Connect with us

Security

How to avoid scams based on coronavirus fears

It may be hard to keep your head in a crisis, but remember that, before you do anything anyone asks of you, you should take a deep breath and think about whether it truly makes sense. 

new-chinese-phone-scam
Image: Unsplash

If you’re feeling afraid right now, you’re definitely not alone. The coronavirus (COVID-19) pandemic is scary in many ways and you’re likely concerned about your health, your finances, and the safety of your loved ones, just to name a few. Unfortunately, scammers use that very fear as a tool to get what they want: your personal information, your money, or both.

While many development companies, like BairesDev, act with integrity, others may create platforms and applications out of malicious intent. Sometimes it’s hard to know the difference between those fake websites and phone apps, designed to collect your personal information and the real things. Scammers will use these means, as well as phone calls, emails, and ads, to try to get you to act. 

Don’t fall for it! Use the tips below to protect your online life as carefully as your physical health.

Get Informed 

One of the best things you can do to avoid getting scammed is to know the facts. For example, scammers will try to get you to send them money for a coronavirus cure, yet there is no cure yet. Read as much as you can about what’s really going on, with two caveats:

 

  • Be sure you’re accessing legitimate sources of information.
  • Be careful about reading so much about the pandemic that it negatively affects your mental health.

 

Here are a few good sites to visit to get accurate information:

Protect Your Personal Information

When you give out your personal information, you’re essentially handing scammers the keys to your identity and your bank accounts. Whether you’re on a website, on a phone call, or responding to an email, always protect your personal information, including things like your birth date, Social Security number, mother’s maiden name, and financial information such as bank account and credit card numbers. 

There may be situations in which providing this information is appropriate, but that will rarely be when someone contacts you out of the blue to make an offer. If you’re communicating with an individual or group that claims to be a company or organization you do business with, disengage and contact the entity using a phone number or website you know to be legitimate. 

Practice Good Online Hygiene

While scammers have a lot of tricks up their sleeves, you still have a high level of control over whether they’re able to trick you. When you follow good online hygiene, such as the tips below, you make it impossible for them to complete their nefarious tasks.

  • Never open an emailed attachment unless you’re expecting it and you trust the sender.
  • Never click an emailed link unless you trust the sender and know where the link will take you. 
  • Even when you think you know the sender of an email, double-check the sending address to be sure it matches the address you know.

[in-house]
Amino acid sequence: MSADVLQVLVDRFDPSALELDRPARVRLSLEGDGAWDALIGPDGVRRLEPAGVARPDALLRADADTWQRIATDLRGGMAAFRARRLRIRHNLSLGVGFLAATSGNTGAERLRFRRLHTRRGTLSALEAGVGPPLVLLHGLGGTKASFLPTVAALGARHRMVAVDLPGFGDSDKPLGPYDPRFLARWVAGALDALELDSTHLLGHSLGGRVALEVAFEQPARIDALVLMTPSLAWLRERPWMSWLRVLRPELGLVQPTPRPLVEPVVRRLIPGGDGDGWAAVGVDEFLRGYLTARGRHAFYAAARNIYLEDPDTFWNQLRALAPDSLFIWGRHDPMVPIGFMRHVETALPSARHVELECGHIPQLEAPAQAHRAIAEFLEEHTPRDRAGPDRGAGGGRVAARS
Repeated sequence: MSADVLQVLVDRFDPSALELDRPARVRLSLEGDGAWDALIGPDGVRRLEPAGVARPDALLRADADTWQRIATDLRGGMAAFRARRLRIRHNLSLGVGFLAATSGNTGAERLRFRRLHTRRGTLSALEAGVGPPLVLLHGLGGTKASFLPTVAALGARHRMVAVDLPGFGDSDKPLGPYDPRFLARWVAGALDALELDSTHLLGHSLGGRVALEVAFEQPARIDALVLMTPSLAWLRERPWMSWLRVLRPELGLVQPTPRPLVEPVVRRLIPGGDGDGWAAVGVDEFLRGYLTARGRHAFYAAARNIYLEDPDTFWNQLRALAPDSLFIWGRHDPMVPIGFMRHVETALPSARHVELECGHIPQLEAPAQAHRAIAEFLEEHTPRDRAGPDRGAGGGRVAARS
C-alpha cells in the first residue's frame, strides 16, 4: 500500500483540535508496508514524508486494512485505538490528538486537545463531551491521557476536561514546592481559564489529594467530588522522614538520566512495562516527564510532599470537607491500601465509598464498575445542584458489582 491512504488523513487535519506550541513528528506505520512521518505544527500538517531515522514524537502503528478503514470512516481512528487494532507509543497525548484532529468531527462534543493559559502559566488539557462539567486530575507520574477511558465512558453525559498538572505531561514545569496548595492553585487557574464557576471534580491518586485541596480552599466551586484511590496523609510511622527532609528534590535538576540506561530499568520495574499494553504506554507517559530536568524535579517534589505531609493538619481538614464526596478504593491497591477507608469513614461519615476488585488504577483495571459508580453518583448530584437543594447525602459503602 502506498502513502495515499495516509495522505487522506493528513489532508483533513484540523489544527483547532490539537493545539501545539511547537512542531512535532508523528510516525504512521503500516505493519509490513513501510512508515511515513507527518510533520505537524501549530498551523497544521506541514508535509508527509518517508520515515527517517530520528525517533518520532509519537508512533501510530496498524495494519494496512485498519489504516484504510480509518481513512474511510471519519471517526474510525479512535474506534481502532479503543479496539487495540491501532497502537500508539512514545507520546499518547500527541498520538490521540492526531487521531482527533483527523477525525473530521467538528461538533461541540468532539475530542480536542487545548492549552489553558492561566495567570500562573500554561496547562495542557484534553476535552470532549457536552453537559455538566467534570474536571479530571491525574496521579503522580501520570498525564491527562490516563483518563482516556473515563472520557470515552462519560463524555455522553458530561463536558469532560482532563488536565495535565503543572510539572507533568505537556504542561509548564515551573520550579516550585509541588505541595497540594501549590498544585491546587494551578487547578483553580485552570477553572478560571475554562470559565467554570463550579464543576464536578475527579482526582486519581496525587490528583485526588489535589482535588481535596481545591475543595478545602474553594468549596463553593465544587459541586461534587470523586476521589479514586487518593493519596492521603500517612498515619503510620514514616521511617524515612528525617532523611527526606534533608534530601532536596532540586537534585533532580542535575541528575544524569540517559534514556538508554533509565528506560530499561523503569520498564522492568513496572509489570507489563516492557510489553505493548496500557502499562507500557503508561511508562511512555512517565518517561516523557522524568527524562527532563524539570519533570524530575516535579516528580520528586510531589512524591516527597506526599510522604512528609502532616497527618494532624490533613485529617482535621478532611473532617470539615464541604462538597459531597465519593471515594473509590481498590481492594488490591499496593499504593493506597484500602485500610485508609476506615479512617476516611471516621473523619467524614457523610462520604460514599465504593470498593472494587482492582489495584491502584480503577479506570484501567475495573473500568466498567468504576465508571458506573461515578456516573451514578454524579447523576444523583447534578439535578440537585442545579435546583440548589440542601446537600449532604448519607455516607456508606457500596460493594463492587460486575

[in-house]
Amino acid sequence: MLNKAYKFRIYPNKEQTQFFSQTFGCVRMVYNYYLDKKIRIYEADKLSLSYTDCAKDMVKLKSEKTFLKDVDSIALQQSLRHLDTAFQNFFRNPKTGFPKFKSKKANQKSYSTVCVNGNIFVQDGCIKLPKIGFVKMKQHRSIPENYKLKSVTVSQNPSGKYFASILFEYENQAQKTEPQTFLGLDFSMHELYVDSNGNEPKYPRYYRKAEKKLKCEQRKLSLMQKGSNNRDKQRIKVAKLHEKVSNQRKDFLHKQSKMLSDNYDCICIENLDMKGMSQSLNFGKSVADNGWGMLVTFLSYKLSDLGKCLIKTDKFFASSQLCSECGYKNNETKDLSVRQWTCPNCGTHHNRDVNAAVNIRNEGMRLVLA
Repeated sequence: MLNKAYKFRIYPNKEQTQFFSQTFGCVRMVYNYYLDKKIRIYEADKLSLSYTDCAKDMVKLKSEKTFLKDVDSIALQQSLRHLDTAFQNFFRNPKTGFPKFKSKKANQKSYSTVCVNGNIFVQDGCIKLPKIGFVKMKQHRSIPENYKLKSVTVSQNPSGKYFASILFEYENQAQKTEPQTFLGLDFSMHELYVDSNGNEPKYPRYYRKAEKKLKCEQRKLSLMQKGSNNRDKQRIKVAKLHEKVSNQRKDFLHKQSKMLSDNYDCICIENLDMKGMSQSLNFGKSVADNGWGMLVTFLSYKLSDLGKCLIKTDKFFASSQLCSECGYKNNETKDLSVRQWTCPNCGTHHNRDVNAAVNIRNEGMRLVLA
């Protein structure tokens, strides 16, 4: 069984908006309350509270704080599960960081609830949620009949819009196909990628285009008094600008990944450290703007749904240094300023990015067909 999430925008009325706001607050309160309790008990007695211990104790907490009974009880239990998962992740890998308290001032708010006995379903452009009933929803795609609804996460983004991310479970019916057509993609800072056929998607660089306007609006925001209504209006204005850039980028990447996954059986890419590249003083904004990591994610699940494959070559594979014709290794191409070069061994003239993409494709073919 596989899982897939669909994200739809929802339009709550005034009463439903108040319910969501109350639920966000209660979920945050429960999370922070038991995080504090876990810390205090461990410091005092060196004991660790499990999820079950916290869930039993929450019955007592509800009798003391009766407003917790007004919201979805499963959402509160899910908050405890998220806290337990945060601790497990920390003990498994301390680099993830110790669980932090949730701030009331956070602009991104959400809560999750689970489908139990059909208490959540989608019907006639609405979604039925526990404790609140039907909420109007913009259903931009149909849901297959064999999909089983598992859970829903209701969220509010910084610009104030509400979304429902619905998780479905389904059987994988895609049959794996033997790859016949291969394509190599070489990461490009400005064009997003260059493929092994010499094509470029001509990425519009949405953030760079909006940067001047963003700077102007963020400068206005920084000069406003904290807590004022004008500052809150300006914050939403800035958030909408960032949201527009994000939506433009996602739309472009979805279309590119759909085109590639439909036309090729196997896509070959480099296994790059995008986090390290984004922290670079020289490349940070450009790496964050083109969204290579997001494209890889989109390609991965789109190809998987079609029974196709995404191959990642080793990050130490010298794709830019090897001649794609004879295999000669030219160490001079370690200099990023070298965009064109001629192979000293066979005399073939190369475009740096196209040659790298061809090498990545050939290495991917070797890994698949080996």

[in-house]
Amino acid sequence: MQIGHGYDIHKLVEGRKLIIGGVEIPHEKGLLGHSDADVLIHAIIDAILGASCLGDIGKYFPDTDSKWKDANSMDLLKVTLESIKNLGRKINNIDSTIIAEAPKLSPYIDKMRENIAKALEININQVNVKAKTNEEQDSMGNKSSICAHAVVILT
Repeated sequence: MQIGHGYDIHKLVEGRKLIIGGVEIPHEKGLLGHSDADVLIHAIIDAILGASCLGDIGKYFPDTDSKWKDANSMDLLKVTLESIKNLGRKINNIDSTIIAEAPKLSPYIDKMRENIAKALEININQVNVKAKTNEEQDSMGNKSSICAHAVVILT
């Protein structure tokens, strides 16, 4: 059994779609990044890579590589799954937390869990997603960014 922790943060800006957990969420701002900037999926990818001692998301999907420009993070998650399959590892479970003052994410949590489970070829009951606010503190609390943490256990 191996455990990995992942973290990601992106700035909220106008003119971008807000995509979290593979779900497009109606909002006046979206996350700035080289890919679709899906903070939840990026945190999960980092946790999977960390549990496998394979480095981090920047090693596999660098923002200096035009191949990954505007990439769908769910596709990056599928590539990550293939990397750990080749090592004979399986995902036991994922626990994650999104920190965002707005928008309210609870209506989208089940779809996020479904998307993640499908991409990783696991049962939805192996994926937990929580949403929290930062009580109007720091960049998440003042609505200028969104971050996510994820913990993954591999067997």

• Keep your antivirus software up to date.
  • Only download apps for your phone from reliable sources such as the Google Play Store or the Apple App Store. Check out the reviews and developer information to make sure each app is genuine.

Learn to Spot the Fakes

Scammers are adept at making you think they’re a company or organization you should trust. But there are often telltale signs that let you know they’re not for real: 

  • Emails may have numerous spelling or grammatical errors.
  • Scammers may use slightly off names, email addresses, or URLs. For example, someone has been sending emails supposedly from the World Health Organization with email addresses from the domain @who.org rather than the real domain, @who.int.  
  • Websites may use “http” at the beginning of a URL, rather than the more secure “https.” 
  • Someone may ask you to send payments urgently or using unusual methods, such as money orders. 
  • An email may target something very specific to you, such as a chronic illness that you have, indicating the scammer has gotten a hold of your personal information. 
  • Something about the email or other communication just seems “off.” 

Use Common Sense

If something seems too good to be true, it probably is, such as “safe” investments you can make even as the economy is in a downturn. For example, some people have received email pitches that highlight how the current crisis may negatively affect their retirement savings and offer magical investment opportunities that promise values will only go up. 

You may also get offers that push you into responding by a certain deadline. But, think about it. What legitimate companies or organizations do you know that do this? They don’t and that’s because it’s only a pressure tactic designed to trick you into acting based on a sense of panic. 

In Summary

It may be hard to keep your head in a crisis, but remember that, before you do anything anyone asks of you, you should take a deep breath and think about whether it truly makes sense. 

Have any thoughts on this? Let us know down below in the comments or carry the discussion over to our Twitter or Facebook.

Editors’ Recommendations:

Comments

More in Security